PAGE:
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on June 29, 2007
After reading The Love Season, I was a little worried about a new book by Hildebrand, but this book blew me away. The story is about 3 women spending the summer together in Nantucket (of course) together to get through some very rough times. The main character, Vicki, has just been diagnosed with lung cancer - it is her idea to spend the summer at her beach house with her two very young children and her sister, Brenda, and best friend, Melanie.

Brenda and Melanie have problems of their own to settle over the summer. Brenda was just fired for dating a student at the college she taught at and sued for throwing a book into a painting. Melanie just found out she was pregnant after months of trying with the husband who has been cheating on her. The girls are all saved by a young college boy home for the summer who baby-sits Vicki's kids and brings normalcy and solace to the women.

If you've ever lost someone to cancer or have cared for someone going through chemo, this is a very emotional and sensitive book to read, it's so dead-on to what you feel and go through when you're involved in something like that.

It was just such a good book, and I would recommend it to anyone.
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on November 5, 2007
The most surprising thing about "Barefoot" was that it had some surprises tucked away for its characters. For a book that seemed to be standard-issue "chick lit" -- which can also translate to "predictable" or "formulaic" -- it was refreshing to not have everything end up as predicted in the opening chapters.

Thankfully, there's also some depth here. The characters explore topics that are pretty weighty for this genre: how to cope with a life-threatening disease, how to deal with infidelity, how to accept one's bad decisions, how to understand the impact of a new child.

A certain sweetness is threaded through this story, even as the women each deal with the ugliness of their realities. It's a sweetness that's mostly delivered by the reliable dose of cuteness, in this book by a combination of cute kids and a cute, nice young man. If you're OK with being manipulated a bit by that literary device, "Barefoot" is a good read indeed.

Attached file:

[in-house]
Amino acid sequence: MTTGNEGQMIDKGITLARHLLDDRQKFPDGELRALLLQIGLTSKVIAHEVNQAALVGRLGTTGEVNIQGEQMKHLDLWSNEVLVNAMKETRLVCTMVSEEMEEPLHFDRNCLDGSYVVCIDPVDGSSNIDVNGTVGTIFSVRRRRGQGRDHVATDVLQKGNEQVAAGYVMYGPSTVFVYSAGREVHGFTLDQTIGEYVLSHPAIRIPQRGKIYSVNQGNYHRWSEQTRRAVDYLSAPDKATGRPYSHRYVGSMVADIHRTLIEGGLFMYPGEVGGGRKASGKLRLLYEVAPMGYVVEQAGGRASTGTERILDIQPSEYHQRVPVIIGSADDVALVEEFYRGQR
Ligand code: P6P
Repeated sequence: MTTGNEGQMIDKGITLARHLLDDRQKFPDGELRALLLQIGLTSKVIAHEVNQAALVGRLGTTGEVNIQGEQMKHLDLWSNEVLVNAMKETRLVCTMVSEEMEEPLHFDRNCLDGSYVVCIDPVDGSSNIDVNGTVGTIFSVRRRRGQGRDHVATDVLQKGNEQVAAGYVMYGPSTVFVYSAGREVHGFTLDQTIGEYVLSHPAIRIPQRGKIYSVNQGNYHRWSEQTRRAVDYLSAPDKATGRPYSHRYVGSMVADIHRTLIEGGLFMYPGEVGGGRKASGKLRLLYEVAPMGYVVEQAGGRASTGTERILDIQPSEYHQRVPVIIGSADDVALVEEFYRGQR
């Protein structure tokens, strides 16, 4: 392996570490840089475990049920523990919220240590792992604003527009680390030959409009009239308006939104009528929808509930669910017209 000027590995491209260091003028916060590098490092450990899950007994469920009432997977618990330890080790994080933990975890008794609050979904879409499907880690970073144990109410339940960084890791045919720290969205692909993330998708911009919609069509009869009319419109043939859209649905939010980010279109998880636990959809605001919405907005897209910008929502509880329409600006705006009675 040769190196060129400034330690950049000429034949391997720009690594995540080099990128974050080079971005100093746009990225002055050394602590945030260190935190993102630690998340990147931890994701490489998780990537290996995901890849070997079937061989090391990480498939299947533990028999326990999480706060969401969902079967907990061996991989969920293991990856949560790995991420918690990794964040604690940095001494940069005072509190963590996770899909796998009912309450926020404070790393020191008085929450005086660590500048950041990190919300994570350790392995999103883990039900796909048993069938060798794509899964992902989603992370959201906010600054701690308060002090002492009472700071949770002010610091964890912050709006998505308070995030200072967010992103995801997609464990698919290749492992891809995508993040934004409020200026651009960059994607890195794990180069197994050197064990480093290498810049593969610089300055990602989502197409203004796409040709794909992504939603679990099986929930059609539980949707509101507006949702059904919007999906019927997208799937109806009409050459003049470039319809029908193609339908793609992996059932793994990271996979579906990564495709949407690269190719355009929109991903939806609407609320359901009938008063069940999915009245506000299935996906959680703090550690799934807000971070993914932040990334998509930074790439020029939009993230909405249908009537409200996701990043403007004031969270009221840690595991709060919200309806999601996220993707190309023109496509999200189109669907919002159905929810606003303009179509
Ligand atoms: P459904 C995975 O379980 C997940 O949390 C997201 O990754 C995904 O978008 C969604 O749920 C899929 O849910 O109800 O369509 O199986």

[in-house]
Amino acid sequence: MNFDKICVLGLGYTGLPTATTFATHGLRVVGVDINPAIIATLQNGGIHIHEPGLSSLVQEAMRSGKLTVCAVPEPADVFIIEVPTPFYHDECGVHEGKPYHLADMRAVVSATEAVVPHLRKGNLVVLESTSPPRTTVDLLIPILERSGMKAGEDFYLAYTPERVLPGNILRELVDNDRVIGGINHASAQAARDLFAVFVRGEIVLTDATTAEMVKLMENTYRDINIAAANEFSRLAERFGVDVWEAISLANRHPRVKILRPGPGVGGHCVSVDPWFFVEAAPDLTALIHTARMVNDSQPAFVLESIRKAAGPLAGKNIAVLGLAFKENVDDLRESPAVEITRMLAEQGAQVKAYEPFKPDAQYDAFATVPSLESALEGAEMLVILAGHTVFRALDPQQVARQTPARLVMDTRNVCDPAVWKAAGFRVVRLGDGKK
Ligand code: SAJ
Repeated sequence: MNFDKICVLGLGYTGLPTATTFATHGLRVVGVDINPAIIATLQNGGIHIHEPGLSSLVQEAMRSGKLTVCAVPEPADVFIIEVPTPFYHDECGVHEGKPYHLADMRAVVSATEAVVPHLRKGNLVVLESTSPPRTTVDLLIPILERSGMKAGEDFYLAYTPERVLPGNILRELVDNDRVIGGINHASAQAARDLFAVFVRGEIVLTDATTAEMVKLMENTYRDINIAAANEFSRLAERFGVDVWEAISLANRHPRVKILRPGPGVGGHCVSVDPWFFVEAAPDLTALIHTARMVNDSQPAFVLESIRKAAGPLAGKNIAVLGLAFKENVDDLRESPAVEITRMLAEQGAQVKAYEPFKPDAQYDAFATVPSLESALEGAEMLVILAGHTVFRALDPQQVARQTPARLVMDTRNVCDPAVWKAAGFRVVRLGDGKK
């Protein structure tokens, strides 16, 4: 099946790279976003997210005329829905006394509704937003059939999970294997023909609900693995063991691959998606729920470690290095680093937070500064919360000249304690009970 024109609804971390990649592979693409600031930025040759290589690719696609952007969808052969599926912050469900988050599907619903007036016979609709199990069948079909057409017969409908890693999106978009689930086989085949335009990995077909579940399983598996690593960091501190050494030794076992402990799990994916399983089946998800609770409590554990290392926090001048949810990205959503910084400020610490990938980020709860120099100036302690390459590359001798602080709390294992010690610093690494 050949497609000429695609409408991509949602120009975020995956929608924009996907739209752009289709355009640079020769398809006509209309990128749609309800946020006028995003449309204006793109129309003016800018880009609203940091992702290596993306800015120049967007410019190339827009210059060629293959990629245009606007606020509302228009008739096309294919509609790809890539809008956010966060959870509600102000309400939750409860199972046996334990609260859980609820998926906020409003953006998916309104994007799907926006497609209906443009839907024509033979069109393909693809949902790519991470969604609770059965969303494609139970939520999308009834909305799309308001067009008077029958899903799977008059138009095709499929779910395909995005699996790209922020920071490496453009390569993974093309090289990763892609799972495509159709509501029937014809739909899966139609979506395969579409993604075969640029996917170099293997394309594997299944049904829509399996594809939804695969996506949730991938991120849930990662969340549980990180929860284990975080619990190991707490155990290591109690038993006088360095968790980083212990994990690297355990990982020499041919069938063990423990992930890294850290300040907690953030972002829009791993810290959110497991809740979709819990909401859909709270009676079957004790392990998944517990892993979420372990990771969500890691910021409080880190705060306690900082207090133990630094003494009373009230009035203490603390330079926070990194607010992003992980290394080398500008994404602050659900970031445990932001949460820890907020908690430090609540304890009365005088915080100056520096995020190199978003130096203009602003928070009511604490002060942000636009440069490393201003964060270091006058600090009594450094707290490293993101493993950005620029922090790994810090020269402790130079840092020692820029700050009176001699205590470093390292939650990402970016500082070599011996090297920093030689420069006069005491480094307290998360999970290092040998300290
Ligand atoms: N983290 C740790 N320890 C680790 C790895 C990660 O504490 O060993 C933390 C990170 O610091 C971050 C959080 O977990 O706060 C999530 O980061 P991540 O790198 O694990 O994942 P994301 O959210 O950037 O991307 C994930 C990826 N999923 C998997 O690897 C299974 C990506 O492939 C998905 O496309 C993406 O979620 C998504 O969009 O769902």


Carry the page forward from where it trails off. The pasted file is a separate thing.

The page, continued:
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on August 17, 2007
Nantucket. Vacation, summer, family, friends, ocean, sand... rejuvenation. At least, that's what it's supposed to be about. For sisters Vicki and Brenda, and their friend Melanie, a small cottage on the island represents each of them a reprieve from their major life crises.

Vicki is facing the terror of a life-threatening illness. With two small sons, she's all too aware of the stakes should she succumb. Brenda's career at a prestigious university has ended in the flames of a passionate fling with a student, even though he was her age. Melanie, after years of in vitro treatments halted by news of her husband's infidelity, has just learned she's pregnant.

Enter Josh Flynn. He and his father are permanent islanders who depend on the tourist season for their living. Tired of working for his dad, Josh takes up an interesting job so he'll have money when he goes back to college in the fall.

Four very different people face four very different turning points while trying to find peace in a small Nantucket cottage. Nobody knows where the summer will lead, but one thing is for sure: when fall arrives, none of them will be the same.

In this fresh take on the "bonding"/"girlfriends" theme, Elin Hilderbrand brings disparate personalities into a seemingly idyllic setting. As with any good bonding story, tensions between the characters begins to build from the beginning. Each person's crisis ebbs and flows like the waves at the beach, in accord with all that's happening with everyone else, leaving the characters dependent upon each other.

Hilderbrand displays a talent for drawing the reader's senses into each scene, allowing vivid mind pictures where the story plays out. The characters' actions and reactions are natural, and the various plot lines are nicely woven throughout.

The end, however, was slightly disappointing with regards to one of the character's choices. A decision was made that felt contrary to what the reader expects of this person, and it pulled me away from the story a bit. Still, the overall story is heartwarming even as it is punchy. If you can deal with a small bit of disappointment in the end, the rest of this novel should be appealing.

Reviewed by Christina Wantz Fixemer
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on June 17, 2007
Home for the summer, Middlebury College student Josh Flynn meets the two siblings (Brenda and Vicki) and their friend (Melanie) at the Nantucket Airport where he works. The three females and Vicki's two young children will share the small cottage owned by their late aunt while escaping their woes and hoping to regain some equilibrium in their respective lives.

Vicki suffers from lung cancer and will undergo chemotherapy. Brenda recently was fired for breaking the prime directive of college professors when she had an affair with a student; albeit older than her. Finally, Melanie who spent years and tons of money seeking to become pregnant finally succeeded only to ironically learn her spouse is cheating on her. These BAREFOOT females spend the summer of self recrimination with Josh at their side wondering what fall will bring.

This deep character study will hook the audience who will want to know what is happening to each of the women. However, at the same time that contemporary fiction fans will appreciate the drama, only Vicki elicits empathy as she philosophizes about what used to be significant to her but those "Things That No Longer Mattered" once she received the medical verdict; Melanie seems more like a whiner who drove her spouse elsewhere and though realistic Brenda comes across as a hard butt with a chip on her shoulder. Still genre fans will enjoy spending a Nantucket summertime with Elin Hilderbrand's three females.